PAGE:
For another rundown on dry snorkels and info on the other types of snorkel (semi-dry and traditional wet), check out How Much Do Snorkel Tubes Cost? in our basic gear guide.

Snorkel Fins

Snorkel fins in the water
Fins aren’t strictly required, but they will make your snorkeling safer and also a lot more fun.

Snorkel fins aren’t absolutely required to snorkel, but they really go a long way toward giving you a better experience. You’ll be able to go farther, faster and while using less energy, letting you see more and making the whole swim safer.

Decent snorkel fins that aren’t just stiff blocks of rubber typically start around $50, and you can find a good set with some nice intro technology built in for $50-75 if you want to stay on the basic side of things. If you want the best you can get, fins can climb up to around $200 (but those are typically for really serious snorkelers).

There’s more information on the different types of snorkel fins (there is a lot of new technology now with fins, and they aren’t just simple flippers anymore) over at The Best Snorkel Fins for Beginners, Advanced Snorkelers & Travelers and that guide will help you figure out what you need.

Other Snorkel Gear

If you’re into it, there are also lots of other types of gear that either go a long way toward making your snorkeling a lot more fun, comfortable or safe (or all three) like special sun protection needed for snorkeling, awesome action cameras like a GoPro, special snorkel gear for travel, snorkel gear meant for kids, and plenty else.

The below helpful guides will let you get a handle on other types of snorkel gear, their benefits and what they cost:

2. How Much Does it Cost to Rent Snorkel Gear?

Next, how much does it cost to rent snorkel gear? A snorkel set with a mask, snorkel and fins can be rented weekly for an average of $42 in a high-cost-of-living area, $27 in a medium-cost-of-living area, or $18 in a low-cost-of-living area.

Snorkeling kid
Renting snorkel gear can make sense if you aren’t going to snorkel more than a couple of times, but the gear level will usually be very basic.

If you’re only planning on snorkeling once or twice (or just want to try it out first), renting snorkel gear can be an OK option if you’re fine with using the most basic of snorkel gear and foregoing some of the safety improvements like snorkel mask purge valves or dry snorkels.

Also, if you go out on a snorkel tour with a guide, typically the price you pay for that tour will include rental snorkel gear. But, that is almost always very basic gear as well.

How much you’ll actually pay for personal rental gear varies a bit depending on how expensive the area is that you’ll be visiting. An expensive area (like Hawaii) should average about $42 for a week’s rental of a basic mask, snorkel and fins, whereas an inexpensive area like Indonesia should be more around $18. Let’s look:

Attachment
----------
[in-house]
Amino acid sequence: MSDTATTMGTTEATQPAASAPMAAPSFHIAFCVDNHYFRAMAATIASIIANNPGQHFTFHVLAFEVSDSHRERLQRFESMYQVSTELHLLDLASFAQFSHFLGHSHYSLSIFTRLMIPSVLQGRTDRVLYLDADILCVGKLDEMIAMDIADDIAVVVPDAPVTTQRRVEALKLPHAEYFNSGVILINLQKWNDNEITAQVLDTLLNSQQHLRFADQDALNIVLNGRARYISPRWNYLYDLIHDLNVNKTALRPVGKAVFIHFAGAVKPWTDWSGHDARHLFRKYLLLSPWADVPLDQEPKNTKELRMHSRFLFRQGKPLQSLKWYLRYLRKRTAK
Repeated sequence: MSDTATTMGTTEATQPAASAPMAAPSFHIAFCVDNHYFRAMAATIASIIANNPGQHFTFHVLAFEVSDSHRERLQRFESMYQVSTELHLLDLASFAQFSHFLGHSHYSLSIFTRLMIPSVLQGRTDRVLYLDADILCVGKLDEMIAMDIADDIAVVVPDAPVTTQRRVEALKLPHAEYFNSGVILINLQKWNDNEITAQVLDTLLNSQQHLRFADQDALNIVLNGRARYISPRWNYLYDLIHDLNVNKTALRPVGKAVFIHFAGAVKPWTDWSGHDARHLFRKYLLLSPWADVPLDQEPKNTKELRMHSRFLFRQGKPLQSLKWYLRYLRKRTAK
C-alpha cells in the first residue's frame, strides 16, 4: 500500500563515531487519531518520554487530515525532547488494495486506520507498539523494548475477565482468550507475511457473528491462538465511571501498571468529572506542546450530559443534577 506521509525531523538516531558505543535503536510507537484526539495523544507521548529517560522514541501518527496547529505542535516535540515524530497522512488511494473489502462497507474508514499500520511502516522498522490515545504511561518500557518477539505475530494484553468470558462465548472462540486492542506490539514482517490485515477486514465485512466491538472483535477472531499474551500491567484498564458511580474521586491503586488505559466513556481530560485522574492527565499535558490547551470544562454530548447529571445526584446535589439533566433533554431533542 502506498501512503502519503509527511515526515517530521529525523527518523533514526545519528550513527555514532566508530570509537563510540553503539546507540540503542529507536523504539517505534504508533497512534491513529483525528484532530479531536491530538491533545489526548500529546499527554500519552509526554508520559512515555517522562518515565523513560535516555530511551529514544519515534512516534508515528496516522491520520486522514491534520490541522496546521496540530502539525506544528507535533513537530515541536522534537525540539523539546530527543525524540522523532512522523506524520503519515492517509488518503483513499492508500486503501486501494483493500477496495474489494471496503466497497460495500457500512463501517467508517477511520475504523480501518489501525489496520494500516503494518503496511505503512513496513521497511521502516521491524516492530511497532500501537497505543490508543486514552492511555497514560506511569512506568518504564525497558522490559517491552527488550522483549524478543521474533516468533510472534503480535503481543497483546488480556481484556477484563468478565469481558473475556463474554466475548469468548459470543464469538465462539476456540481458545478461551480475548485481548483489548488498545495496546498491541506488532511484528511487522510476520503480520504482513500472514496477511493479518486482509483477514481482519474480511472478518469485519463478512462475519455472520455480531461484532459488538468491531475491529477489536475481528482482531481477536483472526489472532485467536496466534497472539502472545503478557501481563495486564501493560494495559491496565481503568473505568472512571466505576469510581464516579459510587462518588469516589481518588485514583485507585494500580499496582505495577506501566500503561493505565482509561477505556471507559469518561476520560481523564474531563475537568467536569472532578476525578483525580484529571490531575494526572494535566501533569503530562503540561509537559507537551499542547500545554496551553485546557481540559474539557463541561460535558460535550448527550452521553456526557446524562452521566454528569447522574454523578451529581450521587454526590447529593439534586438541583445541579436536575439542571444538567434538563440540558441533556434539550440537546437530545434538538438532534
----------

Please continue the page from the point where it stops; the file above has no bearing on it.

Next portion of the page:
How much does it cost to rent snorkel gear?
Snorkel Gear Rental in an Area with a High Cost of Living Snorkel Gear Rental in an Area with a Medium Cost of Living Snorkel Gear Rental in Area with a Low Cost of Living
Example Area Honolulu, Hawaii Barcelona, Spain Bali, Indonesia
Cost of Living Index 95.14 64.41 45.91
Average Mask & Snorkel Rental (Daily) $8 $5 $3
Average Mask & Snorkel Rental (Weekly) $35 $22 $15
Average Mask, Snorkel & Fins Rental (Daily) $16 $10 $7
Average Mask, Snorkel & Fins Rental (Weekly) $42 $27 $18

You also have daily rental options if you’re just planning to go once or twice, but if you plan to snorkel 3-4 days, it makes more sense to pay for a weekly rental. In either case, it shouldn’t add much to your overall snorkeling cost.

You can find more information on renting snorkel gear along with some things to watch out for over at How Much Does it Cost to Rent Snorkel Gear? Prices & Problems.

How Much Does it Cost to Go Snorkeling?

How much does snorkeling cost?: Going snorkeling

Now, once we have our snorkel gear in hand, we need to put it to good use!

How much does it cost to go snorkeling? Snorkeling from the shore at public beaches is typically free. If you take a half-day snorkel tour instead, the average cost per person in a high-cost-of-living area is $112, $71 for a medium-cost-of-living area, or $47 for a low-cost-of-living area.

If you want to get in the water immediately, there are usually plenty of decent places to snorkel from the beach at any oceanside vacation destination. If it’s a public beach, it’s typically going to be free. If the beach happens to be in a national or state park, or part of private property that allows access for snorkeling, you might need to pay an entry fee; likely somewhere between $3 and $20. In any case, make sure that you are a strong snorkeler and that conditions are favorable if you’re snorkeling without a guide.

3. How Much Do Snorkel Tours Cost?

My favorite way to snorkel, though, is to take a snorkel tour. Not only is this the safest way for beginners to get started (the guides can teach you all that you need to know), but tour guides will generally know where the best spots are and have the boats to get you there.

Like with snorkel rental gear, snorkel tour costs can vary depending on where you’re visiting.